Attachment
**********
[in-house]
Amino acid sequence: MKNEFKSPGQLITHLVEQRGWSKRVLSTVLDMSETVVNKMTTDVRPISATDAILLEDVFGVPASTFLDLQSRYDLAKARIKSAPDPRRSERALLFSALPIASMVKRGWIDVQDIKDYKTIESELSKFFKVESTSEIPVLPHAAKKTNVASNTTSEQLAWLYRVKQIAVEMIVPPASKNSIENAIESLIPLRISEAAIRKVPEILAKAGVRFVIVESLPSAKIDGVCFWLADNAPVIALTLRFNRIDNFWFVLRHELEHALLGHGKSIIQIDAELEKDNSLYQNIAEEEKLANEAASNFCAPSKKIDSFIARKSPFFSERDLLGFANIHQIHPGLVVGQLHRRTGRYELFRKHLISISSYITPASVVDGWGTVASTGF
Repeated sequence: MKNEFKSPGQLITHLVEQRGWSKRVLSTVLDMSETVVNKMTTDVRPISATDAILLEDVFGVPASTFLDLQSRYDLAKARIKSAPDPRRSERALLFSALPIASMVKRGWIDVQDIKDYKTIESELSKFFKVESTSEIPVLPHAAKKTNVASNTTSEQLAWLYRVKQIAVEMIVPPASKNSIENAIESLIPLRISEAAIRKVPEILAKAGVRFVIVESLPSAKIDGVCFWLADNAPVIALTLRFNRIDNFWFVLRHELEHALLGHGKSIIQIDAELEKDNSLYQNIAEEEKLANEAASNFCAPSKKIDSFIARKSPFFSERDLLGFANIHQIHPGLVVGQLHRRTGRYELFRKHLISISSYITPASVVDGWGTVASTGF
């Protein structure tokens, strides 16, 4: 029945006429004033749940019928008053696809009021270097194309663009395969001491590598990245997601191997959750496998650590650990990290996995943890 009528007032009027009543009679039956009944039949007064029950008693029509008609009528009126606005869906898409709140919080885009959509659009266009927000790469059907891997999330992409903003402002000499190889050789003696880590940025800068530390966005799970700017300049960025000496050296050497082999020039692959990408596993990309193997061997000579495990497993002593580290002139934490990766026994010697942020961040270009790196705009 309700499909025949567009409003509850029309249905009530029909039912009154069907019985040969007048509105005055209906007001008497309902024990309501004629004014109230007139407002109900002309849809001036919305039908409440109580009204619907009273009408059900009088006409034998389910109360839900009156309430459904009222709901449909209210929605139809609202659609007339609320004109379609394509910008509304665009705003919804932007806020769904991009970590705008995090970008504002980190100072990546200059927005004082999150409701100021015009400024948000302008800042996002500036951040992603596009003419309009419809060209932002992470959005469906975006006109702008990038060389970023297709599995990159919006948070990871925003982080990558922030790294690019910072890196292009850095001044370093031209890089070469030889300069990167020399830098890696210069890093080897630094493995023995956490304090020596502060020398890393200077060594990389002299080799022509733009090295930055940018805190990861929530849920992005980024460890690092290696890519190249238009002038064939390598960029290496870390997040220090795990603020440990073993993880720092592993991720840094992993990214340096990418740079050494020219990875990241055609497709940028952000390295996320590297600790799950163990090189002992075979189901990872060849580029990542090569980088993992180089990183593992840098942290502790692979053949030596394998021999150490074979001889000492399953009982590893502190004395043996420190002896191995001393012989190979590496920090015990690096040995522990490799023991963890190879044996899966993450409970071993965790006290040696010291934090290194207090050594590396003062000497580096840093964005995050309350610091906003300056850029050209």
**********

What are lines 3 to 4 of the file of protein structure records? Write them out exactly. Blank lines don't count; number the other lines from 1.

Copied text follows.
Repeated sequence: MKNEFKSPGQLITHLVEQRGWSKRVLSTVLDMSETVVNKMTTDVRPISATDAILLEDVFGVPASTFLDLQSRYDLAKARIKSAPDPRRSERALLFSALPIASMVKRGWIDVQDIKDYKTIESELSKFFKVESTSEIPVLPHAAKKTNVASNTTSEQLAWLYRVKQIAVEMIVPPASKNSIENAIESLIPLRISEAAIRKVPEILAKAGVRFVIVESLPSAKIDGVCFWLADNAPVIALTLRFNRIDNFWFVLRHELEHALLGHGKSIIQIDAELEKDNSLYQNIAEEEKLANEAASNFCAPSKKIDSFIARKSPFFSERDLLGFANIHQIHPGLVVGQLHRRTGRYELFRKHLISISSYITPASVVDGWGTVASTGF
């Protein structure tokens, strides 16, 4: 029945006429004033749940019928008053696809009021270097194309663009395969001491590598990245997601191997959750496998650590650990990290996995943890 009528007032009027009543009679039956009944039949007064029950008693029509008609009528009126606005869906898409709140919080885009959509659009266009927000790469059907891997999330992409903003402002000499190889050789003696880590940025800068530390966005799970700017300049960025000496050296050497082999020039692959990408596993990309193997061997000579495990497993002593580290002139934490990766026994010697942020961040270009790196705009 309700499909025949567009409003509850029309249905009530029909039912009154069907019985040969007048509105005055209906007001008497309902024990309501004629004014109230007139407002109900002309849809001036919305039908409440109580009204619907009273009408059900009088006409034998389910109360839900009156309430459904009222709901449909209210929605139809609202659609007339609320004109379609394509910008509304665009705003919804932007806020769904991009970590705008995090970008504002980190100072990546200059927005004082999150409701100021015009400024948000302008800042996002500036951040992603596009003419309009419809060209932002992470959005469906975006006109702008990038060389970023297709599995990159919006948070990871925003982080990558922030790294690019910072890196292009850095001044370093031209890089070469030889300069990167020399830098890696210069890093080897630094493995023995956490304090020596502060020398890393200077060594990389002299080799022509733009090295930055940018805190990861929530849920992005980024460890690092290696890519190249238009002038064939390598960029290496870390997040220090795990603020440990073993993880720092592993991720840094992993990214340096990418740079050494020219990875990241055609497709940028952000390295996320590297600790799950163990090189002992075979189901990872060849580029990542090569980088993992180089990183593992840098942290502790692979053949030596394998021999150490074979001889000492399953009982590893502190004395043996420190002896191995001393012989190979590496920090015990690096040995522990490799023991963890190879044996899966993450409970071993965790006290040696010291934090290194207090050594590396003062000497580096840093964005995050309350610091906003300056850029050209």